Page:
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  1. #41
    that 4th axis looks posh, what bearings ??? stainless body??? what are you going to drive it with ??? what gearing ???

    for a moment there i thought you were using a hi-tec harmonic gearbox but im gessing the hi-tec box i can see has shoes int it lol

  2. #42
    Quote Originally Posted by blackburn mark View Post
    that 4th axis looks posh, what bearings ??? stainless body??? what are you going to drive it with ??? what gearing ???

    for a moment there i thought you were using a hi-tec harmonic gearbox but im gessing the hi-tec box i can see has shoes int it lol
    I mentioned it somewhere else on this forum...not sure which thread though.

    They're a pair of L 68149/L 68110 taper roller bearings. It's all mild steel - shows the dehumidifier is working as it's ages since I machined it. I'll use a stepper motor via timing belt to drive it since there's no way I could afford a servo. Also putting a disk brake using solenoids to hold it steady whilst milling. When I want to use it as a lathe I can put the big brushless motor on it. 6000rpm at several Kw would make a nice CNC lathe. I made it mainly to use with the milling machine, but I may well use it on the router.
    I've machined the shaft to fit an 80mm chuck, same as my C3 lathe, but I'll make an adapter to put a 5" chuck on it.

    Using 4th axis to make 4th axis (or should that be 5th?):
    Click image for larger version. 

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    Cross section, note disk break arrangement:
    Click image for larger version. 

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    Click image for larger version. 

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    Mounted on mill:
    Click image for larger version. 

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    Quote Originally Posted by chip View Post
    looking forward to seeing it running jonathan
    You're not the only one :)

    Quote Originally Posted by chip View Post
    get some videos up.
    Will do

  3. #43
    I mentioned it somewhere else on this forum...not sure which thread though.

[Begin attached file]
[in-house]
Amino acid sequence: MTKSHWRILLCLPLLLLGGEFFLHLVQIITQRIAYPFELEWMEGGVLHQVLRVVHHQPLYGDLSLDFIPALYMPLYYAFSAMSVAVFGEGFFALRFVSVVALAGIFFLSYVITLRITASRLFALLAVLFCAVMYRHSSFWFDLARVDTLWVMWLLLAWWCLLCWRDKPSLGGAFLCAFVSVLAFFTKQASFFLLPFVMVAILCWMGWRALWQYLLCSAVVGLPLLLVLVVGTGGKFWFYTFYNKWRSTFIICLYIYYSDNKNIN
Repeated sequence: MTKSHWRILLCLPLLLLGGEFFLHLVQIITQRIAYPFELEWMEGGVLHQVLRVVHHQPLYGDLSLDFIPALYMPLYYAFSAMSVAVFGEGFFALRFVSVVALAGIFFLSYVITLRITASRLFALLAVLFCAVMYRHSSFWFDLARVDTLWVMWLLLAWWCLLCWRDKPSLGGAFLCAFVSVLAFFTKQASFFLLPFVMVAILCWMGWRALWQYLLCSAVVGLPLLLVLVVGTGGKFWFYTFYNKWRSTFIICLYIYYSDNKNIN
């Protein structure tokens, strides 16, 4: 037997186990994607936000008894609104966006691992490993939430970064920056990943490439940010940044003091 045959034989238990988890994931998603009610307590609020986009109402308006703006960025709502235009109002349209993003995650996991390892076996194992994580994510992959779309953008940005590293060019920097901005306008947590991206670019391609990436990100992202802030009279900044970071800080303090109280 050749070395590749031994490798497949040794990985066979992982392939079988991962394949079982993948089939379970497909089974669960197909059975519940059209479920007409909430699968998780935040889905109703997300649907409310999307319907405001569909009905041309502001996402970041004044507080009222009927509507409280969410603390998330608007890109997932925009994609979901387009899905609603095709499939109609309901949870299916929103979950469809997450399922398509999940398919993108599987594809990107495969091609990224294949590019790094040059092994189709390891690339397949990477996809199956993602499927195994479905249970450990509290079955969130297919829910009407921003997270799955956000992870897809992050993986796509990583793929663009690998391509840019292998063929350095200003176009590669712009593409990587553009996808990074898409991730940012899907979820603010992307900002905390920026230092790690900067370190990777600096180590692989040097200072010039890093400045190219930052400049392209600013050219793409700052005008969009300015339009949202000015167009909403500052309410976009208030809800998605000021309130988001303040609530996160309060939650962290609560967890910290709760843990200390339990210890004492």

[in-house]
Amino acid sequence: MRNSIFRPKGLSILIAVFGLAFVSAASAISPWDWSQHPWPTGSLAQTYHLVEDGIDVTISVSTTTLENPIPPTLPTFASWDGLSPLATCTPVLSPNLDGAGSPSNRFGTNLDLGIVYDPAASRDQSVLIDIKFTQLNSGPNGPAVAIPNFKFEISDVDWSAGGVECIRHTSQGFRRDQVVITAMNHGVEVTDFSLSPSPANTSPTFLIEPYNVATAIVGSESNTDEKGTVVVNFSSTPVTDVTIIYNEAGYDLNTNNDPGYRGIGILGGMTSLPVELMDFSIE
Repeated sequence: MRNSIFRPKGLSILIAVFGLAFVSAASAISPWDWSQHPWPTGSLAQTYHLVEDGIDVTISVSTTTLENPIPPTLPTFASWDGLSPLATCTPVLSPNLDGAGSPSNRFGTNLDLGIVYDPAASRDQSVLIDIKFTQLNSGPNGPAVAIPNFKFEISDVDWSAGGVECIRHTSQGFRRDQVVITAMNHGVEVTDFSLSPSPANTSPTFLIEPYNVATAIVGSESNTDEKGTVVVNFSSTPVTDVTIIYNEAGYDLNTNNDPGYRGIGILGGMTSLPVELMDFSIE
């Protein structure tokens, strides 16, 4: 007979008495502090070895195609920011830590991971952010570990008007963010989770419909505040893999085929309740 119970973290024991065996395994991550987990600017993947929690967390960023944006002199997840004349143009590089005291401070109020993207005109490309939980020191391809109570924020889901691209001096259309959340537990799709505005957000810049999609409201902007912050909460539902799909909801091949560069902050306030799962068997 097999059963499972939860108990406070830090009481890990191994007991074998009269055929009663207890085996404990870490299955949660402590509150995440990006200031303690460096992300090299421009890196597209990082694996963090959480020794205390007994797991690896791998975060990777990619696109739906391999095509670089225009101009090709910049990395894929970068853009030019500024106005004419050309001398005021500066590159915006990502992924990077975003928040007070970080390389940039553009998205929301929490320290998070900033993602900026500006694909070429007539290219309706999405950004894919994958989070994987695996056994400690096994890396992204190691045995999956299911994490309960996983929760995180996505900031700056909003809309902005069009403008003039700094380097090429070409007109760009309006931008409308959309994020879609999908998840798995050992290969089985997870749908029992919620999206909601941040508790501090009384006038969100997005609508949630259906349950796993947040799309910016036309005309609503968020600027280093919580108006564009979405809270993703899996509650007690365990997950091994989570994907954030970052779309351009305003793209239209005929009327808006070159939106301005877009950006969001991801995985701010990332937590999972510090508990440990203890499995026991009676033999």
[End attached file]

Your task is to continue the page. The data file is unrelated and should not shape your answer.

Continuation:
hahha!!! sorry jonathan, you did... on my build thread... it looks so much smaller on your router i thought youd built another one

    im still pondering the options for my fourth axis, im leaning towards a 50:1 harmonic with a stepper... it'll only be on light duties
    youve got me thinking now though.... it would be nice to be able to isolate the gearbox and run it up to lathe speeds

    think ill just sit back and see how you get on with yours :)

  4. #44
    Quote Originally Posted by blackburn mark View Post
    im still pondering the options for my fourth axis, im leaning towards a 50:1 harmonic with a stepper... it'll only be on light duties
    Could you use a timing belt inside the harmonic gearbox as the flexible gear thingy? Milling the inside out pulley would be fun. Probably do it in two semicircles...

    Quote Originally Posted by blackburn mark View Post
    youve got me thinking now though.... it would be nice to be able to isolate the gearbox and run it up to lathe speeds
    Yep, that's my plan ultimately - to be able to accurately switch between stepper and brushless motor drive.

    Made good progress on the router today. Milled and drilled aluminium box section and channel to mount X axis linear bearings. Also drilled and milled one side of gantry to fit that, and put slot in for timing belt to go through. Lots of smoke and blue swarf when drilling the steel. It's a 20mm wide slot so I chain drilled @ 16mm (biggest I have) to save time with the 20mm milling cutter. Will probably make more sense when I put photos tomorrow.